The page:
Diana Pihos is the Director of Communications for the American Association of Diabetes Educators (AADE). She was somewhat caught off-guard at last month's Diabetes Social Media Summit, when our group barraged her with questions about the state of diabetes education in this country. I asked Diana to kindly offer us a recap of what she heard there, and what her organization intends to do about it.
A Guest Post by Diana Pihos of the AADE
When Roche asked the American Association of Diabetes Educators to participate in their Social Media Summit late last month, my colleague, Dawn Sherr, RD, CDE, and I were happy to accept. I wasn't sure what to expect, but I knew that it was a unique opportunity to hear directly from people living with diabetes... and blogging about it every day.
As the dialogue got started, one thing was clear: the bloggers in the room were a passionate group that cared deeply about the issues relating to diabetes care in this country.
For about an hour, we had a constructive, yet sometimes contentious, conversation about the need to increase access to diabetes education, and increase the number of opportunities for people with diabetes and younger healthcare professionals to be a part of the solution.
Increasing access to diabetes education, encouraging new professionals to enter the field, and providing the tools and resources that diabetes educators require to meet the needs of their patients are all at the heart of what AADE represents.
There are many different ways we are approaching these huge issues. Over the years, AADE has focused on advocacy at the legislative and regulatory level, working with physician groups to increase referrals for diabetes education and recruiting more healthcare professionals into the field, such as pharmacists.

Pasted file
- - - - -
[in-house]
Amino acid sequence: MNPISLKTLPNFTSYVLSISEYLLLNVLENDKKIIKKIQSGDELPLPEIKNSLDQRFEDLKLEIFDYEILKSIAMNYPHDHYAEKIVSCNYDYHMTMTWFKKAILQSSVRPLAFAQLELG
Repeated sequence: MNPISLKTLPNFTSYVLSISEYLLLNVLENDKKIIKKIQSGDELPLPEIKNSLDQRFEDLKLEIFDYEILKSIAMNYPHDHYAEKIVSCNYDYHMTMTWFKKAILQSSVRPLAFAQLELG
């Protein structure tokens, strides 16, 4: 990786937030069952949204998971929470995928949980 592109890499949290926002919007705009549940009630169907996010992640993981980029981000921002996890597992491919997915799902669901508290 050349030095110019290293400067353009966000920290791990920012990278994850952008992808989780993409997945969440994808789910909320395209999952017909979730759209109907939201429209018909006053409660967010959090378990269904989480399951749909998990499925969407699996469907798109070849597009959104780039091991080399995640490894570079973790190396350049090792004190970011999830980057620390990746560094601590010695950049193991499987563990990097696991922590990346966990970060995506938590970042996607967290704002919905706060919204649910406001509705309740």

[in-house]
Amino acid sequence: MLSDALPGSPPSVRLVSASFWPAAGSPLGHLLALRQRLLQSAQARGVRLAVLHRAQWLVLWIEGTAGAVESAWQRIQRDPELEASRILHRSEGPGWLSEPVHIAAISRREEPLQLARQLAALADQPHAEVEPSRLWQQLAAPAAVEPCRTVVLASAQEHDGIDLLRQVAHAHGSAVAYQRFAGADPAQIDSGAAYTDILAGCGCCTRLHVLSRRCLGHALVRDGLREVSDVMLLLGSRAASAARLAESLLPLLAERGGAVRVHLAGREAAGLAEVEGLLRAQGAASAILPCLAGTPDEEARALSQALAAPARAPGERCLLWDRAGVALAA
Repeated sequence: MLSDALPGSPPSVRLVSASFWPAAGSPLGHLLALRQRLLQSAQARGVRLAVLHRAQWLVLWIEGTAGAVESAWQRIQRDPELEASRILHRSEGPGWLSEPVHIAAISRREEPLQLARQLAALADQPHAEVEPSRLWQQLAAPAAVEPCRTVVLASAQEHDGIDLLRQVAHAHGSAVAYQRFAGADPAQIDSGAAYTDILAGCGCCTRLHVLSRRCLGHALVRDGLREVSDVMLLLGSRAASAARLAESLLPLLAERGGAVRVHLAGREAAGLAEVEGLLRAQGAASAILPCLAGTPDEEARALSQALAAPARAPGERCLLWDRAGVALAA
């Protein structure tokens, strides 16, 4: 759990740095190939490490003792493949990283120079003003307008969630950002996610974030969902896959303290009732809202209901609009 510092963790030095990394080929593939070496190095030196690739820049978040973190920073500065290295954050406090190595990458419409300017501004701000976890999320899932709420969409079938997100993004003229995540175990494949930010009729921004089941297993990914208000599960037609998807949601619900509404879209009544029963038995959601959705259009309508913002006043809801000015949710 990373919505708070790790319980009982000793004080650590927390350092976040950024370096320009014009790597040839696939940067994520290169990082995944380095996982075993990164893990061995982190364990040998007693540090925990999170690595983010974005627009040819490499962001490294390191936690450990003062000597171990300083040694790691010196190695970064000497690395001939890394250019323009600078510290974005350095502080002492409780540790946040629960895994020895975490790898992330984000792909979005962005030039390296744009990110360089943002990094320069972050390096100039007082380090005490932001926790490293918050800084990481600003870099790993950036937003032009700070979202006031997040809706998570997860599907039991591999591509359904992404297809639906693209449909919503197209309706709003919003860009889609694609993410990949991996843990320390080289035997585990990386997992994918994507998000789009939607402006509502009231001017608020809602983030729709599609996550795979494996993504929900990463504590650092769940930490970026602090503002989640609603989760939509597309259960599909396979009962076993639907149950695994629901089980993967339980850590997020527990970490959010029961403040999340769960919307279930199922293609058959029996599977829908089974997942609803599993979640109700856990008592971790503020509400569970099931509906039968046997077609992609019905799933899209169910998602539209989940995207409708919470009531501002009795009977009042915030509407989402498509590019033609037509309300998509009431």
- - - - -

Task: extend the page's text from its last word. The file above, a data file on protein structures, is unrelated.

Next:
We also provide patient-centered tools and resources to diabetes educators that encourage the participation of the individual in creating a care plan. We recognize that patients are at the center of the care team and must be actively involved in making decisions about their diabetes.
AADE also recognizes that patients have a unique perspective on diabetes care and can offer support and help to their peers. That is part of the reason why we wanted to participate in this Summit—so that we could gain a first-hand understanding of the issues that are important to individuals with diabetes.
I'd like to assure you that we heard what you—the summit participants—were saying, and we want to let you know that we have been working to increase the involvement of community health workers and peers in the diabetes care team. We recently published a white paper that outlines models.
There are many different names for them—community or lay health worker, health advocate, peer counselor, peer health promoter, to name a few—but the role is the same: working within the healthcare team to provide the patient with information and behavioral support that will lead to improved health outcomes.
The role of peers is still evolving and there are many issues that have yet to be addressed. The biggest challenge is creating a sustainable model. That's what groups like Peers for Progress are doing: building an evidence base for peer-patient interventions and helping to establish peer support as an accepted, core component of diabetes care. AADE is active in many such groups and will continue to be.
AADE is committed to listening to the valuable feedback from healthcare providers and the patient community and will look for opportunities to both gather input and solicit support.
Thank you to Roche for giving us this opportunity. We look forward to continuing a dialogue.
Thank you, Diana. As we stated at the event, we (D-blogger) patients are here to help!